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Top 10 Climate-Ready Cities in the U.S.

By Boyd Cohen

Boyd Cohen, Ph.D., CO2 IMPACT

Cities are now home to a majority of the world’s population and are on the front line in the battle against climate change.  While action at the federal level in the U.S. has been painfully slow, cities in the U.S. are starting to lead by example at a local level. Cities must take an active role in helping their constituents (starting with themselves of course) to mitigate their impact on climate change as well as begin investing in appropriate climate change adaptation solutions.

I felt that it was time to do some analysis on U.S. Cities which are positioning themselves to be leaders in climate capitalism. I have used proxies and a methodology for ranking the largest cities in the U.S. based on a range of factors including political commitment (as measured by number of commitments the city has made with the U.S. Mayors, Carbon War Room Cities Challenge, Clinton 40, and ICLEI membership), green buildings (LEED buildings per capita), university leadership (AASHE membership/capita), transit access and use (range of metrics on heavy and light rail usage per capita), clean tech investment (venture funds based in city with clean tech investments in 2010) and energy and GHG emissions (from a range of sources)*.

The Top 10 Metropolitan Climate-Ready Cities in the U.S. are:

10.) Chicago

My recent rankings of low-carbon politicians was in part a tribute to the recently retired former mayor of Chicago, Richard Daley.  Under his leadership Chicago made major strides in becoming probably the greenest metropolitan city in the Midwest.  Chicago now boasts more than 300 miles of bikeways, 7 million square feet of green roofs and currently has more green hotels than any city in the U.S. (13).

9.) San Jose This may be among the most surprising cities to make the Top 10 as San Jose is not known (yet) for its leadership in climate protection.  However, in 2007, the San Jose city council approved a Green Vision which seeks to “transform San Jose into the world center of Clean Technology innovation” and to demonstrate that the goals of economic growth, environmental stewardship and fiscal responsibility are inextricably linked.”  It didn’t hurt San Jose in my rankings that I counted the number of clean tech funds in each city that invested in 2010. Of course being near the epicenter of Silicon Valley San Jose ranked #1 in our list in this category.  Also you gotta love cities that take the bold step of setting big hairy audacious goals and transparently track their performance against them.

(San Jose's Green Vision Progress)

7.) Philadelphia (tie with New York) Like San Jose, Philadelphia has taken the appropriate step to develop, track and transparently report its sustainability performance against forward looking targets.  Greenworks Philadelphia established 15 sustainability targets including energy, buildings, GHG reductions, waste, transit and agriculture among others.  Along with Seattle and New York, Philadelphia was listed by Fast Company, as a leading city in the U.S. for its aggressive GHG reduction targets.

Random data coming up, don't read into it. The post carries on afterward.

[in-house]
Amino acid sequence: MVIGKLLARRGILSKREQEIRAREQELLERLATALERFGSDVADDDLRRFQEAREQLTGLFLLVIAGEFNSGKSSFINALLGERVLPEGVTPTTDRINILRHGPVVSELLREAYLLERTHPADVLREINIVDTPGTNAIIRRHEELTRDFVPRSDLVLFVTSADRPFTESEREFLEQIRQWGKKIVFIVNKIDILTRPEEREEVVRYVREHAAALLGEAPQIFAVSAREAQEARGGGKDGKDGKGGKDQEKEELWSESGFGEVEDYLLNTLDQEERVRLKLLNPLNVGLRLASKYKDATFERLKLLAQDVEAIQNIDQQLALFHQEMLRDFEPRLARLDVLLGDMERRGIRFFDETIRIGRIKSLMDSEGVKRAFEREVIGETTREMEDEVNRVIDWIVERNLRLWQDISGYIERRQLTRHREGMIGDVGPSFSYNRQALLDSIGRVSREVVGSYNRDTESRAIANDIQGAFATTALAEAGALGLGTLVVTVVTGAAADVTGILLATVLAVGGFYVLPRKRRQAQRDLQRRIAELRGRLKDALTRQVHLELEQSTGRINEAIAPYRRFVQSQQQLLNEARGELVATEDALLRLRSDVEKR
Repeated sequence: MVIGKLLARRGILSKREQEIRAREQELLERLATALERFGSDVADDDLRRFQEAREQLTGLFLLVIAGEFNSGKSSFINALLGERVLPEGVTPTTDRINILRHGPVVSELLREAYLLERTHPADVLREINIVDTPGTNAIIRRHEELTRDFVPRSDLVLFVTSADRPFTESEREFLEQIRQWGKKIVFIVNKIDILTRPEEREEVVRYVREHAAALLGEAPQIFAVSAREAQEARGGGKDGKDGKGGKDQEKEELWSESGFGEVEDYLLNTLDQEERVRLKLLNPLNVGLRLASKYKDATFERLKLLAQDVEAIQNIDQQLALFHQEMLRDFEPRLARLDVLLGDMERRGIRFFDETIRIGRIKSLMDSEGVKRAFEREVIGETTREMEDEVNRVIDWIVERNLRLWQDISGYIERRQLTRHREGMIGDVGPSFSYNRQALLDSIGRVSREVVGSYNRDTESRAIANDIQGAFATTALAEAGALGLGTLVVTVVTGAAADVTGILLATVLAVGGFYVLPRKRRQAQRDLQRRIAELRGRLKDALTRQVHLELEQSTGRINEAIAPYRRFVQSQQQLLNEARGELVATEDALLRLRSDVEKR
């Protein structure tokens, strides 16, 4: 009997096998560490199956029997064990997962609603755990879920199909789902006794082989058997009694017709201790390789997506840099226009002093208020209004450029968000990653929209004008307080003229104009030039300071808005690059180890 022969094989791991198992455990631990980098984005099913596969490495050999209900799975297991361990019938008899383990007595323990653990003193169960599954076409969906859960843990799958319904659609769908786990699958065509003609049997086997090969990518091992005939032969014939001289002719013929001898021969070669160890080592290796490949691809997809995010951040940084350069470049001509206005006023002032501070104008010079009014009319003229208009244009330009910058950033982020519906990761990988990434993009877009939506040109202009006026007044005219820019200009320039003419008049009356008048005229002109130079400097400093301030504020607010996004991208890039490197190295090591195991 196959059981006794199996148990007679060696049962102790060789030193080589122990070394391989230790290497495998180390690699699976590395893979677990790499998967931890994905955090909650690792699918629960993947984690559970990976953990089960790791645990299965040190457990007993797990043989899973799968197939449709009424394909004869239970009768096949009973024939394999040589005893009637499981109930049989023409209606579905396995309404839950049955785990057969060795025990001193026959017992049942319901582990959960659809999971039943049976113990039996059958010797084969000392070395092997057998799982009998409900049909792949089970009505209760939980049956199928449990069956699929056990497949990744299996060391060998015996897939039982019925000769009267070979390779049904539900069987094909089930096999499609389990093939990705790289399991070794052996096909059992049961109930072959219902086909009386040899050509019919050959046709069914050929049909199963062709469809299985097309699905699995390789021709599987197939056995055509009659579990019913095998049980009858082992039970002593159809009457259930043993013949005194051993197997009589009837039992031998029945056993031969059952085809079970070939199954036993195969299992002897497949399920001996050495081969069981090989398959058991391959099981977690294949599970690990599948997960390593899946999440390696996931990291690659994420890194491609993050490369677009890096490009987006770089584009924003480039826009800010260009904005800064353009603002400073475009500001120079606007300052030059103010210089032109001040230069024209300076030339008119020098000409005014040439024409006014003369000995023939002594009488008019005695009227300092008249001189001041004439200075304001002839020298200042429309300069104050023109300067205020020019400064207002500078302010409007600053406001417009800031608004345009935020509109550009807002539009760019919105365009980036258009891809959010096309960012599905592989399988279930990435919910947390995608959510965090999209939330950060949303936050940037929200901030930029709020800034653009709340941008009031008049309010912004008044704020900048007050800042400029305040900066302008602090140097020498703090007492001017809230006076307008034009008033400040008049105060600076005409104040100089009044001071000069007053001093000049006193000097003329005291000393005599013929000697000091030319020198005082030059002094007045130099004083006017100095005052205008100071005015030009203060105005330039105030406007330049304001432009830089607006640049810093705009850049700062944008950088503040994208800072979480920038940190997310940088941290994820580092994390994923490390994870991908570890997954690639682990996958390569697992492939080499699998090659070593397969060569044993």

7.) New York (tie with Philadelphia) Conservative Mayor Bloomberg is a strong advocate for climate leadership and, once again, advocating setting targets and tracking performance. In a recent Clinton 40 Climate meeting, Mayor Bloomberg noted: “If you can’t measure it you can’t manage it.”  New York of course is the envy of most cities in the U.S. when it comes to accessibility and use of rail transit (ranking #1 on transit/capita in this study). It is also the most dense city in North America.

6.) San Diego Another West Coast city less commonly ranked amongst the top 10 on these lists, San Diego has been making great strides in transitioning to a low-carbon economy.  San Diego intends to take advantage of its great climate and abundant sun by adding 50 megawatts of renewable energy by 2013 (much of it being new solar capacity) while achieving a 50 megawatt reduction in energy use through efficiency and demand side management measures.  San Diego also has a 3-line, 82 kilometers light rail trolley system which has 90,000 daily trips.

5.) Denver One of the U.S. cities I have had the pleasure to live in, Denver Colorado is famous for its mountain views and big skies.  Denver has made great strides over the past 10 years towards becoming a recognized U.S. leader in the transition to a low carbon economy.  In 2009, former Denver Mayor Hickenlooper was awarded the US Mayor’s Climate Protection Award for Denver’s Fast Track light rail program.  According to a city press release, Denver’s Fast Track “is the most ambitious transit initiative in U.S. history… building 119 miles of new light rail” within just a few years.  Along with strong sustainability objectives, Denver is projecting a 37% increase in job growth by 2030, showing that the low carbon economy is alive and well.

4.) Washington, DC While our federal law makers and senior political leadership based in Washington have seriously underachieved with respect to progress towards the low-carbon economy, the City, or District I should say, has earned this top 5 position.  Staying on the topic of public transit, DC residents are the 2nd most active users of rail transit in the U.S. and the 3rd highest per capita (behind New York and San Francisco).  The D.C. government has committed to reduce its emissions 30% by 2020 and 80% by 2050 (over 2006 levels), has passed a strong green building code, is 2nd in the country in green roofs (behind Chicago) and is 3rd in the nation in purchase of renewable power.